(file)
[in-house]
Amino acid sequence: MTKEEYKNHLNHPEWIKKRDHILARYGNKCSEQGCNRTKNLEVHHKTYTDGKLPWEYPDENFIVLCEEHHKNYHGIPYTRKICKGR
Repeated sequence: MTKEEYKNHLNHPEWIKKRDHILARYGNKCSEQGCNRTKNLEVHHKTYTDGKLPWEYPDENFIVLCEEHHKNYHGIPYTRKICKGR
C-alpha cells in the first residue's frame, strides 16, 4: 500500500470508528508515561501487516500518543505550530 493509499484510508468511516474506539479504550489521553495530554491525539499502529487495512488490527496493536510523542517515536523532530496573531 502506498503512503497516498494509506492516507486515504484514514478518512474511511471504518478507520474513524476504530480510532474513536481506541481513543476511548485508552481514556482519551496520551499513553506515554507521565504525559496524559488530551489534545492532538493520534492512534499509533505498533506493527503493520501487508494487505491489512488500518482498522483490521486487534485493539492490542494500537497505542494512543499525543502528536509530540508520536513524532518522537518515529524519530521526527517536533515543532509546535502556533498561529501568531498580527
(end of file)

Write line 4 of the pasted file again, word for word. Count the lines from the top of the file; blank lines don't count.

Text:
C-alpha cells in the first residue's frame, strides 16, 4: 500500500470508528508515561501487516500518543505550530 493509499484510508468511516474506539479504550489521553495530554491525539499502529487495512488490527496493536510523542517515536523532530496573531 502506498503512503497516498494509506492516507486515504484514514478518512474511511471504518478507520474513524476504530480510532474513536481506541481513543476511548485508552481514556482519551496520551499513553506515554507521565504525559496524559488530551489534545492532538493520534492512534499509533505498533506493527503493520501487508494487505491489512488500518482498522483490521486487534485493539492490542494500537497505542494512543499525543502528536509530540508520536513524532518522537518515529524519530521526527517536533515543532509546535502556533498561529501568531498580527